I’m pleased to announce that the Solar Electric Power Association has selected a paper authored by James Tong of Clean Power Finance, Jenny Hu and myself as one of three concepts that will focus discussion at SEPA’s 51st State Summit on Monday, April 27 in San Diego. Titled “The 51st State: Market Structures for a Smarter, More Efficient Grid,” the paper was selected from a dozen submitted by individuals and organizations from across the country.

You can view our paper concept at this SEPA link (PDF). A screenshot of the abstract of our paper is available at the end of this post.

As Gavin Bade of Utility Dive described in a review of our paper concept last week, James, Jenny and myself are calling for an Independent Distribution System Operator (IDSO) model under which the grid  would operate like a network “not unlike the Internet, stock market, or our capitalistic economy,” with millions of actors each day making value-based energy decisions on a “plug-and-play” grid with multi-directional electricity flows.

Power generation and retail services would be deregulated and competitively sourced. Utilities would relinquish day-to-day control of grid operations to the IDSO, which, along with the utility, would be under the jurisdiction of state regulators. The IDSO would be responsible for maintaining safety and reliability, providing open access to the grid, promoting market mechanisms and overseeing the optimal deployment of distributed energy resources (DERs).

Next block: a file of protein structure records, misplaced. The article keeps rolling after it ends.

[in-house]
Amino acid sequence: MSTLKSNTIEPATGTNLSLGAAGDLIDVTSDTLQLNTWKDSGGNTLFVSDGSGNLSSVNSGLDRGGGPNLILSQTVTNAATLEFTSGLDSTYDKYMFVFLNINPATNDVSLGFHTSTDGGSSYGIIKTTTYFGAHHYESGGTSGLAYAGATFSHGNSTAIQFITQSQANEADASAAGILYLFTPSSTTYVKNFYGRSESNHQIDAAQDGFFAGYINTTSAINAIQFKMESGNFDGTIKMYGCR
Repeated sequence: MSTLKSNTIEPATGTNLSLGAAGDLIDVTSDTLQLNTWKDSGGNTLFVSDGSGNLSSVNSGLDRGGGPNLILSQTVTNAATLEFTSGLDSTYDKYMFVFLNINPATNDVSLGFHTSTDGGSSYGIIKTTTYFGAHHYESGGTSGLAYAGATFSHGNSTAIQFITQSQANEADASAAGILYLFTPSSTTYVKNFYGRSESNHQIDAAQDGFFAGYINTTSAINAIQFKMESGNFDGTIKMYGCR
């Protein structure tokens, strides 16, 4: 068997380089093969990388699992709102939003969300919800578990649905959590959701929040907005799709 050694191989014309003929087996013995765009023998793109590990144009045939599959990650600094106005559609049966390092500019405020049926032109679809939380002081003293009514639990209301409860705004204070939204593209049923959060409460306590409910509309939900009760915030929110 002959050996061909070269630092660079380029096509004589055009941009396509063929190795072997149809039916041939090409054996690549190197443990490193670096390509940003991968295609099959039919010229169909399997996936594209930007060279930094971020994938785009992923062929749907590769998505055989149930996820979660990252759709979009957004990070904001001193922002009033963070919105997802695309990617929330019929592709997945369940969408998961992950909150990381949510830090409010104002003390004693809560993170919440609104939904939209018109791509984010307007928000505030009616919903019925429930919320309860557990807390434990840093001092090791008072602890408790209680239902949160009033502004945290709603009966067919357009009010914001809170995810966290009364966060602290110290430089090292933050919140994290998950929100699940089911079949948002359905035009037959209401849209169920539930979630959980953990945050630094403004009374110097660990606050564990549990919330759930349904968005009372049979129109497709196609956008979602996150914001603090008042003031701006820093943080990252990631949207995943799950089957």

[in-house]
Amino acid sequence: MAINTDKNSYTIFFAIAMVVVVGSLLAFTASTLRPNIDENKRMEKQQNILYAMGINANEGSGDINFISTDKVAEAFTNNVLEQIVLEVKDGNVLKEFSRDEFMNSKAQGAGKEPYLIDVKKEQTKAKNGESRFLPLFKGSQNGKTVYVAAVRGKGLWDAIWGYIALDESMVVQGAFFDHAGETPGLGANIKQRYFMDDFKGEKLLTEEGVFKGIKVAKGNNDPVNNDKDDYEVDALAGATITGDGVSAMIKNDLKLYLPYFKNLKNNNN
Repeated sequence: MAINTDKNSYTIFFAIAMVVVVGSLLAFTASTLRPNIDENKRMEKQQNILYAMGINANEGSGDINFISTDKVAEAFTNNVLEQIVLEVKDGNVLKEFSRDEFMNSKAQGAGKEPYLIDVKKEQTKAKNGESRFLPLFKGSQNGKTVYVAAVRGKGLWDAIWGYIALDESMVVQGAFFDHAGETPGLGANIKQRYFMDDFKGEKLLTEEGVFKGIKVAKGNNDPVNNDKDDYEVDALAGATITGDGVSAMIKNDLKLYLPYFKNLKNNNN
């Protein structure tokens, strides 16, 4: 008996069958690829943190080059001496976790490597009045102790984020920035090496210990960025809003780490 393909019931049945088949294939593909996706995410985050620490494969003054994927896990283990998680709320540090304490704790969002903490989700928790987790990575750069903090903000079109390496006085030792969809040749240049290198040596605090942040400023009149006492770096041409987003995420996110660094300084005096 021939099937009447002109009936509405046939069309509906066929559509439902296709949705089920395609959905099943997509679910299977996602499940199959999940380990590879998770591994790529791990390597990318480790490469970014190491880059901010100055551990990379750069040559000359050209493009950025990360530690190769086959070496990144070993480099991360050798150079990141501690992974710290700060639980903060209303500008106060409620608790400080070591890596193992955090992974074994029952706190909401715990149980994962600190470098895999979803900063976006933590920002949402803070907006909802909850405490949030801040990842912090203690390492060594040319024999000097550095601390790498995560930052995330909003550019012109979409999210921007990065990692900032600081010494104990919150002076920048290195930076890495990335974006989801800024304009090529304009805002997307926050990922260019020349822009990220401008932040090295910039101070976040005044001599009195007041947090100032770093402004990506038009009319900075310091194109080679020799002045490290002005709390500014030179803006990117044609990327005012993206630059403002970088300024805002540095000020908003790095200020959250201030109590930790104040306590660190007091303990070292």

Utilities would still be governed by traditional cost-of-service regulation, and would have to go to regulators as they do today to propose grid upgrades. But if they wanted to own generation or DERs, they would have to do it through unregulated subsidiaries, and not the regulated utilities themselves.

The Innovation Review Panel for the 51st State includes Ron Binz, Former Chair, Colorado Public Utilities Commission; Nancy Pfund, founder, DBL Investors; Jim Rogers, former CEO and Chairman, Duke Energy; Sue Tierney, Analysis Group and former Assistant Secretary, U.S. Department of Energy, and Jigar Shah, founder, SunEdison and former CEO, Carbon War Room.

SEPA launched the 51st State last year as a broad challenge to re-imagine a 21st-century energy system from the ground up, as if for a hypothetical 51st state that has no rules, regulations or market structures in place.  What the 51st state will require is an energy system that is reliable, affordable, meets the needs of all stakeholders and supports a robust market for solar and other distributed energy resources.

Paper Abstract